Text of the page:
Watery depths

American artist Bill Viola caused ripples

of controversy when he showed The Messenger in Durham Cathedral last year. Now the work is in Scotland.

Words: Susanna Beaumont

A vast screen is filled with water. A dense. deep blue. Submerged in the water is a blurred. shimmering form. Gradually its features become clearer to reveal the form of a lone. naked man. Slowly his body rises to the watch end. the head cuts through the surface and gasps deeply for air. Breath taken. the figure sinks back into the watery depths.

The rl/Ir'ssmtger is a loft - 1 projection by American artist course Of hfe'

Bill Viola and. judging by the lengthy column inches

; it attracted in last year‘s national press. it was ; probably one of the highest profile artworks of 1996.

In short it caused a stir. Not so much because of the figures nudity. but because it was nude in Durham Cathedral. Commissioned by the North East Chaplaincy as part of the North East's Year of Visual Arts. the work was flanked by screens. The local constabulary had advised such a cautionary measure for unsuspecting cathedral visitors. Now on a nation- wide tour. The Messenger is being shown in the more secular surroundings of Edinburgh‘s Fruitmarket Gallery.

Sunday Times art critic Waldemar Januszczak has described the work as ‘one of the finest pieces of church art I have seen perhaps the finest’. The controversy was possibly more to do with the perceived collision of old and new a very 2()th

84 THE LIST 3O May—12 Jun I997

'Technology shouldn't be seen as evil, it is one of the great forces that has changed the

All at sea: Bill Viola's The Messenger

century state-of-the art laser projection against a backdrop of a Norman cathedral.

For Viola. the issues are more complex. He views the 2()th century as an aberration because ‘artistic practice doesn't concern itself with universal themes which define the human condition.’

He is. however. no God-squad artist. Nor could be remotely be described as conservative. Now in his forties. he was one of the first artists to work in video back in the early 70s along with Bruce Nauman and Vito Acconci and his forthcoming solo show at New York’s Whitney Museum is proof of his international standing.

Yet for Viola. tradition and technology are the bedrocks of artistic progress. ‘Turning away from tradition has a positive side as tradition can be limiting. bttt there is nothing without tradition.‘ says Viola, who sees the frescos of Renaissance Italy as one-time avant-garde installations. ‘Technology shouldn’t be seen as evil. It is one of the great forces that has changed the course of life.‘

The /W('.\‘.w’ltgr’r. with its cyclical sequence of the lone figure coming up for air. suggests not just baptism but birth. renewal and breathing themes that stretch far beyond the confines of the Christian church. In titling the work The IW(’.S'.S‘(’Ilg(’I’. Viola wanted to suggest ‘someone who brings you something from another place. a connection from another place.’ He goes on to quote lines from the American poet Walt Whitman. ‘By the sea under the yellow and sagging moon. The messenger there arous‘d. the fire the sweet hell within. The unknown want. the destiny of me.‘

Viola once described his work as a sort of ‘wake- up call’. His on-screen moving landscapes of figures and forms act as stepping stones from the real world to the metaphysical. Viola perhaps thinks we have been dreaming for too long.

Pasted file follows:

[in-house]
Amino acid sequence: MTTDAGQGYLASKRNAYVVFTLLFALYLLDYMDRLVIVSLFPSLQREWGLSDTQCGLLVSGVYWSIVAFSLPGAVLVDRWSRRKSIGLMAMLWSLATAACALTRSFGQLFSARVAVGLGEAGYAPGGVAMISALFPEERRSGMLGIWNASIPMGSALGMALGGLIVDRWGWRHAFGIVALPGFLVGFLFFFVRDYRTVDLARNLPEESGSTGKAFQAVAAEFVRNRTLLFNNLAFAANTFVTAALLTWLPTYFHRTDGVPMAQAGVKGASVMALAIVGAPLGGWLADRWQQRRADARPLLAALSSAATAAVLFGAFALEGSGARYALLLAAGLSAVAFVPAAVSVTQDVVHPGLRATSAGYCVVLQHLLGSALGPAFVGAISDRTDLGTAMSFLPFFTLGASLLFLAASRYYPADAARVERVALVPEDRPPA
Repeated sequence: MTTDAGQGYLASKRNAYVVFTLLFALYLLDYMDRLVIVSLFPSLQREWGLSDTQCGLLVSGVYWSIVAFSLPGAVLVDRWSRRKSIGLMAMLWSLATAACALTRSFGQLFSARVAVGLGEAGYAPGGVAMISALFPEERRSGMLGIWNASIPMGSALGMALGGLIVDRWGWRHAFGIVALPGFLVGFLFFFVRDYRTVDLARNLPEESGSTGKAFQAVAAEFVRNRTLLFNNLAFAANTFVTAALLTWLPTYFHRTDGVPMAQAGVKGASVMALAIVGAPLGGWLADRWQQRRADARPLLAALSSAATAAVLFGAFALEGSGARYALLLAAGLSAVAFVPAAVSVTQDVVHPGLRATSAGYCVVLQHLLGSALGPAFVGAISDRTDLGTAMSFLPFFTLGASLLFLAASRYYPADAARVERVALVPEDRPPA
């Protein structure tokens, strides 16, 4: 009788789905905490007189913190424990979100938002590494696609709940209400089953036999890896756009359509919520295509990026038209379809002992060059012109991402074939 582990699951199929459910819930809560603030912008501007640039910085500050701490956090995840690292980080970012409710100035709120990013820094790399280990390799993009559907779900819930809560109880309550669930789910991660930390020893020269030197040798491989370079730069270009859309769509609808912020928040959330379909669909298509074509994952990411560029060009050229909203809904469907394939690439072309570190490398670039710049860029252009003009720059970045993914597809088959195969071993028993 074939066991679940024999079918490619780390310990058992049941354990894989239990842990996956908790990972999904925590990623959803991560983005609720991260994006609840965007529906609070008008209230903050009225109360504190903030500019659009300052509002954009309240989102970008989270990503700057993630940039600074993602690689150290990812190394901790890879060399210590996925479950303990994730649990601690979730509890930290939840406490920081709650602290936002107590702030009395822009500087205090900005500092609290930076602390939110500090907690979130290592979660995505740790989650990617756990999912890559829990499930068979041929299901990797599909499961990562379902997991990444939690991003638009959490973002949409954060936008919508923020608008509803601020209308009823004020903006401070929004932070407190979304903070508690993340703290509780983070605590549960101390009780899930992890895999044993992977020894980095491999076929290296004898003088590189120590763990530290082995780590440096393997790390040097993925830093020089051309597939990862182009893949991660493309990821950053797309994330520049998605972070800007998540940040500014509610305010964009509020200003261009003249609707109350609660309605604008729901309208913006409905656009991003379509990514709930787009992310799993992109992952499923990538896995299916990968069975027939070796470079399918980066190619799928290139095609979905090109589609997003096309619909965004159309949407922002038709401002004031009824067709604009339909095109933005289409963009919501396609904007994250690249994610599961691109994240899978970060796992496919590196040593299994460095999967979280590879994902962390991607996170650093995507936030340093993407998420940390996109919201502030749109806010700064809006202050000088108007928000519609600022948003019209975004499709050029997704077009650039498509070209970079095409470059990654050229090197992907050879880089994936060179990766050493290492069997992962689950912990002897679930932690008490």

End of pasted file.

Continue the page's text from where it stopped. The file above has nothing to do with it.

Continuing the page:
Bill Viola's The Messenger and The Crossing is at the Fruitmarket Gallery, Sat 7 Jun-Sat 26 Jul.


Murmurs, musings and goings-on from the art world.

THERE HAS BEEN talk for months about what the Fruitmarket’s summer show was going to be. Mention had been made of an Indian equivalent of last year's showcase of contemporary Chinese art. But it seems that negotiations proved tricky and the gallery was unable to pull off another 'spotlight on another culture' show. Instead it is to be German artist Gerhard Richter and his Multiples 1965-1997, organised in association with London's Anthony d'Offey Gallery.

AFTER A SECOND round of interviews, it looks as if Sue Daniels from Oriel Mostyn Gallery, Llandudno in Wales has got the job of Director of Visual Arts at the Scottish Arts Council, with the departure of Andrew Nairne. It's a good appointment - Daniels has long had a keen eye on what's happening in Scotland and has in recent years shown work by Ian Hamilton Finlay.

DEMOCRATIC RIGHTS ARE on the line in Glasgow it seems. Former Glasgow MEP Janey Buchan and others have written to Lord Rothschild, chairman of the National Heritage Lottery Board, requesting that plans be revealed to the public for the so-called Disneyfication of Kelvingrove Art Gallery and Museum. They feel the public has not been consulted about the future of the Glasgow institution. The plans are to be spearheaded by none other than director of Glasgow Museums Julian Spalding.

ALAN DAVIE MAY be considered by some as Scotland's greatest post- war painter, but should the National Galleries of Scotland be buying four paintings with £112,500 of Lottery money? The National Galleries' acquisitions policy could be in danger of being too narrow, to the neglect of younger artists working in Scotland. That said, the National Gallery of Modern Art is to be commended for showing young artist duo Dalziel and Scullion's End/esst in July.

THE NOBLE GROSSART Painting Prize is in its second year. With a first prize of £10,000, it is Scotland's richest open art competition. The closing date for the competition,

5 held in association with Scotland On

Sunday, is 22 September. But by concentrating on painting, the award excludes other exciting developments in the art world, from video to conceptual art.

Drawing rulesia pen and ink drawing by Alan Davie